Decoding Design

'Super Concrete' to make buildings stronger, more flexible

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Materials being developed at the University of Michigan could help buildings and infrastructure last longer and withstand more natural disasters.

Researchers at the University of Michigan's school for Civil and Environmental Engineering are developing concrete that is stronger than conventional concrete, and also has higher ductility -- that is, the ability to be bent or deformed without losing strength.

Developed in collaboration with the United States Army, the material has a compressive strength that is two to three times that of other high strength conventional concrete. It has tensile ductility of over 3 percent, says the school. That's more than 300 times that of other high strength concrete.

In conventional concrete, as embedded steel re-bar corrodes it expands and causes the concrete to fracture, explains Professor Victor Li. But thanks to its ductility, the material he is developing is not as susceptible to this type of fracturing.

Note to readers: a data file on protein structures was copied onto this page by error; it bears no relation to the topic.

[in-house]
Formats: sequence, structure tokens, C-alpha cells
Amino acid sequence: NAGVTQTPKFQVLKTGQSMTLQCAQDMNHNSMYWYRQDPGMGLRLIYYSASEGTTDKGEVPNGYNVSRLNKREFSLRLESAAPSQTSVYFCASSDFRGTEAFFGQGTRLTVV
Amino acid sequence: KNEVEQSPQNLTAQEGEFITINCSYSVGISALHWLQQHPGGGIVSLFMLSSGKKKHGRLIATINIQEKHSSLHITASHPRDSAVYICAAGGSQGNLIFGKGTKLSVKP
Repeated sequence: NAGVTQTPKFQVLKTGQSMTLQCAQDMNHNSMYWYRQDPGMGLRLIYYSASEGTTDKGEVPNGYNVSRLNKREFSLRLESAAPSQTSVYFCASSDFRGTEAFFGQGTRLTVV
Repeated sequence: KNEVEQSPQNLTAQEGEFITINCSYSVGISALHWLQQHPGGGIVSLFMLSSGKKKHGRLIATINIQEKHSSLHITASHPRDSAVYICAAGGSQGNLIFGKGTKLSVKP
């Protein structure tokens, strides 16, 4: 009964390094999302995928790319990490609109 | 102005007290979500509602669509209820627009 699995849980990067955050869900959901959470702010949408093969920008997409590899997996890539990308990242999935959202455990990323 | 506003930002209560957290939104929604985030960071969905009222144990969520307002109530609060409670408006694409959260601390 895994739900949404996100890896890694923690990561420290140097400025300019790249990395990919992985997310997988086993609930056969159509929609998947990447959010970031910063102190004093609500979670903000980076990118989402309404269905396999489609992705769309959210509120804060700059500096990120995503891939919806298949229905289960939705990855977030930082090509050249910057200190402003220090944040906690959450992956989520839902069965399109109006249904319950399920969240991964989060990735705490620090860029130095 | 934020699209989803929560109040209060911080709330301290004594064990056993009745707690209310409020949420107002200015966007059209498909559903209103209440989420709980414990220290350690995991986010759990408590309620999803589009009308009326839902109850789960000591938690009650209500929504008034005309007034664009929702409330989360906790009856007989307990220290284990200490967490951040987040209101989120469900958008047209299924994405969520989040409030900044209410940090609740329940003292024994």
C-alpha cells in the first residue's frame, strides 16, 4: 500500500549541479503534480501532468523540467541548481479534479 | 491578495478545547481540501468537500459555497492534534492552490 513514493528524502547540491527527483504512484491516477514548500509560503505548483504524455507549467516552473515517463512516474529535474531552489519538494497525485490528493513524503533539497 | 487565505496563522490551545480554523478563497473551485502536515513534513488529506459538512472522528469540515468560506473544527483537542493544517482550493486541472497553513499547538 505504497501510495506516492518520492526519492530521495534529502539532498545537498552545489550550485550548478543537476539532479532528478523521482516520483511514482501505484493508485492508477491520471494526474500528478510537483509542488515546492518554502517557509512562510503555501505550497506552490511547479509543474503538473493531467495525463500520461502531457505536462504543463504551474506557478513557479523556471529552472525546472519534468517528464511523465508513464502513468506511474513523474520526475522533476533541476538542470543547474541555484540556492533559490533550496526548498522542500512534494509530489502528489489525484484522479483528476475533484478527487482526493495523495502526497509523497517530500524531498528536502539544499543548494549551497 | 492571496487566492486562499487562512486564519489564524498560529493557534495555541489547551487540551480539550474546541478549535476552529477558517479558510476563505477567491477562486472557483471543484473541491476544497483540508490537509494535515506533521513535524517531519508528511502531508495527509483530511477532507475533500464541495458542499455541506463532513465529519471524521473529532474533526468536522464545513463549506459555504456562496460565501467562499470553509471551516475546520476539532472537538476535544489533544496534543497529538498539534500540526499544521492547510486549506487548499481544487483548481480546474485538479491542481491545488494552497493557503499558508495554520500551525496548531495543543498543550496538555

The targeted applications for the new material include buildings and infrastructure elements, such as bridges.

Via: Product Design & Development

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Mary Catherine O'Connor

Contributing Writer

Mary Catherine O'Connor has written for Outside, Fast Company, Wired.com, Smithsonian.com, Entrepreneur, Earth2Tech.com, Earth Island Journal and The Magazine. She is based in San Francisco. Follow her on Twitter. Disclosure